Shortly after I finished my time with Yooka-Laylee I saw a video in my twitter feed from writer, artist and all-around cool person Annie Mok entitled “The Story of Yooka-Laylee”, which was subsequently retweeted by Grant Kirkhope (who for some reason, god bless, has become like a brand ambassador not only for Playtonic Games but the entire Rare milieu). It’s a breezy and unscripted first-impressions sort of video, and while I don’t intend to counter-argue her overall positive take on the game, she so happens to go over several key points that I was also thinking about at the time, and in roughly the same order in which I’d like to tackle them:
1) She likens the Grand Tomes to paintings from Mario 64
2) She compares the game favorably to Banjo Kazooie: Nuts and Bolts
3) She briefly mentions Super Mario Odyssey
The thing about the so-called story of Yooka-Laylee is that in all the fervent discussion around the game I have yet to see anybody attempt to interpret it on a deeper level, in the way I hope I have done so far with Banjo-Kazooie and Tooie. The gameplay has seen much criticism but the characters and worldbuilding have gotten off relatively unscathed. Skeptics can cross their arms and tell me that the writing doesn’t matter in these games beyond the goofy dialogue quips, but it absolutely does. People wouldn’t have made Flash animations, fan games or box art mock-ups from the mere mention of a Banjo-Threeie if they weren’t at least somewhat invested in the rivalry between a sorceress and an ursine-avian pair. Narrative is the thing which binds characters with themes, and in platformers especially good theming is the backbone of level design. But the consensus seems to be that Yooka-Laylee’s plot is quirky, inoffensive and serviceable, with the only remark I found attempting broader analysis coming from Mitchell F. Wolfe’s review for Super Jump, where he states that “Yooka-Laylee is one of the most important games of the decade because of how it frames critical design philosophies and what it says about auteurs in game development”. So, like Kazooie on a split-up pad, let’s unpack that claim.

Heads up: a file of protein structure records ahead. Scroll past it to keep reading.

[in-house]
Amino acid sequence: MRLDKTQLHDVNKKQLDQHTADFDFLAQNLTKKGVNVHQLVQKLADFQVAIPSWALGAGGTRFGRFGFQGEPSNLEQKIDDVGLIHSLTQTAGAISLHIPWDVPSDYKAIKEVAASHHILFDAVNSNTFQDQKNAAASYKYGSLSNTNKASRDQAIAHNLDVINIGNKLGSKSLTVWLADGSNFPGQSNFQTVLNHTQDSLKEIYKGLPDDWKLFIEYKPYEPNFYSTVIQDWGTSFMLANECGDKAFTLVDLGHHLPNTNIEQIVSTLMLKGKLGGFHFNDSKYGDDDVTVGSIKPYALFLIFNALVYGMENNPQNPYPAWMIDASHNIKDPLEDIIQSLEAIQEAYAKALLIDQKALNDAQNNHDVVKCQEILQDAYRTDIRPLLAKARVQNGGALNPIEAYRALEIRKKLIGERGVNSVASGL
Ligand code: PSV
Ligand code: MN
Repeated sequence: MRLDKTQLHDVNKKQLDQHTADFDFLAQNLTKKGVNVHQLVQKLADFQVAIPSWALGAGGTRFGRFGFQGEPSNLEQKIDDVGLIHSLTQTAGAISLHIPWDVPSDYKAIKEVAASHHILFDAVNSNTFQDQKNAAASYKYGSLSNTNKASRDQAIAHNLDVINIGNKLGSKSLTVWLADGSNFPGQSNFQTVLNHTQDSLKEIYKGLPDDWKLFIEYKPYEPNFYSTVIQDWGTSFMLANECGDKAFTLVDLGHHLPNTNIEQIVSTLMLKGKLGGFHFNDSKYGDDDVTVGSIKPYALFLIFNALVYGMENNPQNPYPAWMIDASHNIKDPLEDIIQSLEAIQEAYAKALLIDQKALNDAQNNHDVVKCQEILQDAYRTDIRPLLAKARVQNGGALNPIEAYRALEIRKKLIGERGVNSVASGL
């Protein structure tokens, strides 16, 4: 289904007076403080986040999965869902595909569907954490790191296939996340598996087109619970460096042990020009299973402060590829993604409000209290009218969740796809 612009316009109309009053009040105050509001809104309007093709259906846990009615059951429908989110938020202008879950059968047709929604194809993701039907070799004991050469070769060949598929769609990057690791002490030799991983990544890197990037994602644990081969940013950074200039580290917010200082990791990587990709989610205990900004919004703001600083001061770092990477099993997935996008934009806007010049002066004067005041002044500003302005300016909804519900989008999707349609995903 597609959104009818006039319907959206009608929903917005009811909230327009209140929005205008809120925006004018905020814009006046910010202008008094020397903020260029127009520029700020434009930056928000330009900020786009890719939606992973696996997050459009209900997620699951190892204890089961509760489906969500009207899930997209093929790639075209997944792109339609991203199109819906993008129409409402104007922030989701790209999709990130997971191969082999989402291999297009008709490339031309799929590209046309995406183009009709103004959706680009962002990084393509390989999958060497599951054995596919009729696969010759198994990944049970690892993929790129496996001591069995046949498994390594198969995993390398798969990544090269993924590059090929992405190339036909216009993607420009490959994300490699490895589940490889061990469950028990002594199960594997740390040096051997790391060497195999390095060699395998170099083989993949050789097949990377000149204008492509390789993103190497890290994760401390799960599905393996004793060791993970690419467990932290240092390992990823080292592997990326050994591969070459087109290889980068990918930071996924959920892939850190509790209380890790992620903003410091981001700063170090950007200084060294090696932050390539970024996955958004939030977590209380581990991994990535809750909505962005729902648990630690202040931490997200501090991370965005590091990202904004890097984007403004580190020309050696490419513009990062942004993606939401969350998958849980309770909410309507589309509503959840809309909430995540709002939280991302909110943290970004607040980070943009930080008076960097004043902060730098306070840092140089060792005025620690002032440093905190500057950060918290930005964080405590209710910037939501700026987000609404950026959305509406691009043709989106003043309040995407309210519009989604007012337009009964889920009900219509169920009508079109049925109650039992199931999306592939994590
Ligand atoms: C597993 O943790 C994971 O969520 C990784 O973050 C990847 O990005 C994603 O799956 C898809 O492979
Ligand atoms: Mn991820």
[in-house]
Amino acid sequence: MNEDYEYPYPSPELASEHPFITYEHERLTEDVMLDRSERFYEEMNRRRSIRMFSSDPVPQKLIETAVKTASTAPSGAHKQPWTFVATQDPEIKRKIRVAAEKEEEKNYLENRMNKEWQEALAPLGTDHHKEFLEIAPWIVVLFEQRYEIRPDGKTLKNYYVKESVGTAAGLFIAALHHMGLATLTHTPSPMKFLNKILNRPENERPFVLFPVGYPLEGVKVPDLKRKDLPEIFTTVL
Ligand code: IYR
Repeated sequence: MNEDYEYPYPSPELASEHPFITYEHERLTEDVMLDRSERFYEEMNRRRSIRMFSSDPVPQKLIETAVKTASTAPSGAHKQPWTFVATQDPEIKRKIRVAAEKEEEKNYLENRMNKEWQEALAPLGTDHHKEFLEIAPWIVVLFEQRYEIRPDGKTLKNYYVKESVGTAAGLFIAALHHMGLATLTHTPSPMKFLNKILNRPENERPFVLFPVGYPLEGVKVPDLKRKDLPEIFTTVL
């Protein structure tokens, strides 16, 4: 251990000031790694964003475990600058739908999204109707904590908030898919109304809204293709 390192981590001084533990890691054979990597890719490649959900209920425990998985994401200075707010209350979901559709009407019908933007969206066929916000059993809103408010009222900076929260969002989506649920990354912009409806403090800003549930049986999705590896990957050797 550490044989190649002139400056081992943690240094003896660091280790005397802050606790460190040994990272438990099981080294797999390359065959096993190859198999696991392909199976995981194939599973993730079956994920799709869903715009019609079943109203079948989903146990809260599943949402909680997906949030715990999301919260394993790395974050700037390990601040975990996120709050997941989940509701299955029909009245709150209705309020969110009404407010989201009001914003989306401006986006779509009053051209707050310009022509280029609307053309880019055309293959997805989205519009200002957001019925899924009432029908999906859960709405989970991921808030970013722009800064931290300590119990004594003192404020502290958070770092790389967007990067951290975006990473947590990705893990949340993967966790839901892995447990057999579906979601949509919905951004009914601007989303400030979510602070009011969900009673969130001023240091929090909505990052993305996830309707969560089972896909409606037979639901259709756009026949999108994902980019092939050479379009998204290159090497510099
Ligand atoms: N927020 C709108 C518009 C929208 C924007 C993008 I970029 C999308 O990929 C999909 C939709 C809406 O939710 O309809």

First and foremost, Yooka-Laylee is not about books. It doesn’t have to be about books, Mario isn’t really about coins or stars either, but Playtonic spends an inordinate amount of time setting up a world where they are of grave concern, although Yooka and Laylee don’t seem to know that. In the opening cutscene Laylee says she’s been using the One Book — which contains all the games’ Pagies, our Jiggy analog — as a drink coaster. When Yooka suggests that it may be a valuable antique, Laylee suggests that they pawn it, and then when the book starts flying away she exclaims “Hey, my profit book! It’s being sucked away!” and “It’s worth even more now it’s a flying book!” Not exactly a noble call to action.